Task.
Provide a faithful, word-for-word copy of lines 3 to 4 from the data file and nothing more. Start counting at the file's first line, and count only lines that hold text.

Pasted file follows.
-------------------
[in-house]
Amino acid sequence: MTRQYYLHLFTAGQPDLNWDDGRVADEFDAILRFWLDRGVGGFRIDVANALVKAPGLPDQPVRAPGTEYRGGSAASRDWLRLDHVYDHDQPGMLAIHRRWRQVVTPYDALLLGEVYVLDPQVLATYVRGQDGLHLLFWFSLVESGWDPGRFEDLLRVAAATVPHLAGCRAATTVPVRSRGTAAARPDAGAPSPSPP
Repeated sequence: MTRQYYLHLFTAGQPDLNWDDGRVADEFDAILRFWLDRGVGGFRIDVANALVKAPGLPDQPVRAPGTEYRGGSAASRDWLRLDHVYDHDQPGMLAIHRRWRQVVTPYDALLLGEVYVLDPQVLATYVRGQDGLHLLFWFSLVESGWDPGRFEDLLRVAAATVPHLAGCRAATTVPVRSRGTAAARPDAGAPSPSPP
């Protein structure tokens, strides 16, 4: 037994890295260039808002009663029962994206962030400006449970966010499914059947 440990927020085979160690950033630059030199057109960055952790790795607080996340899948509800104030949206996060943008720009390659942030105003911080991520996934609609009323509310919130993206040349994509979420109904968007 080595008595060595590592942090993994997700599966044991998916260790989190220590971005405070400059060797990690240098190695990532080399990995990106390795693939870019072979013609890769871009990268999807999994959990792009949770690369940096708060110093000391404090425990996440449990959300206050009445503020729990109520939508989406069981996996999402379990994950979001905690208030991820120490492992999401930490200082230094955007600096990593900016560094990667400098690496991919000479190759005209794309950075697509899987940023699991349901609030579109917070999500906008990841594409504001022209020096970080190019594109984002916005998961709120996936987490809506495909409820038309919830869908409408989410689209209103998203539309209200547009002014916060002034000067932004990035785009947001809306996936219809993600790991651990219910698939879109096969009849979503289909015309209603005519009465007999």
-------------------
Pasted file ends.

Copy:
Repeated sequence: MTRQYYLHLFTAGQPDLNWDDGRVADEFDAILRFWLDRGVGGFRIDVANALVKAPGLPDQPVRAPGTEYRGGSAASRDWLRLDHVYDHDQPGMLAIHRRWRQVVTPYDALLLGEVYVLDPQVLATYVRGQDGLHLLFWFSLVESGWDPGRFEDLLRVAAATVPHLAGCRAATTVPVRSRGTAAARPDAGAPSPSPP
């Protein structure tokens, strides 16, 4: 037994890295260039808002009663029962994206962030400006449970966010499914059947 440990927020085979160690950033630059030199057109960055952790790795607080996340899948509800104030949206996060943008720009390659942030105003911080991520996934609609009323509310919130993206040349994509979420109904968007 080595008595060595590592942090993994997700599966044991998916260790989190220590971005405070400059060797990690240098190695990532080399990995990106390795693939870019072979013609890769871009990268999807999994959990792009949770690369940096708060110093000391404090425990996440449990959300206050009445503020729990109520939508989406069981996996999402379990994950979001905690208030991820120490492992999401930490200082230094955007600096990593900016560094990667400098690496991919000479190759005209794309950075697509899987940023699991349901609030579109917070999500906008990841594409504001022209020096970080190019594109984002916005998961709120996936987490809506495909409820038309919830869908409408989410689209209103998203539309209200547009002014916060002034000067932004990035785009947001809306996936219809993600790991651990219910698939879109096969009849979503289909015309209603005519009465007999």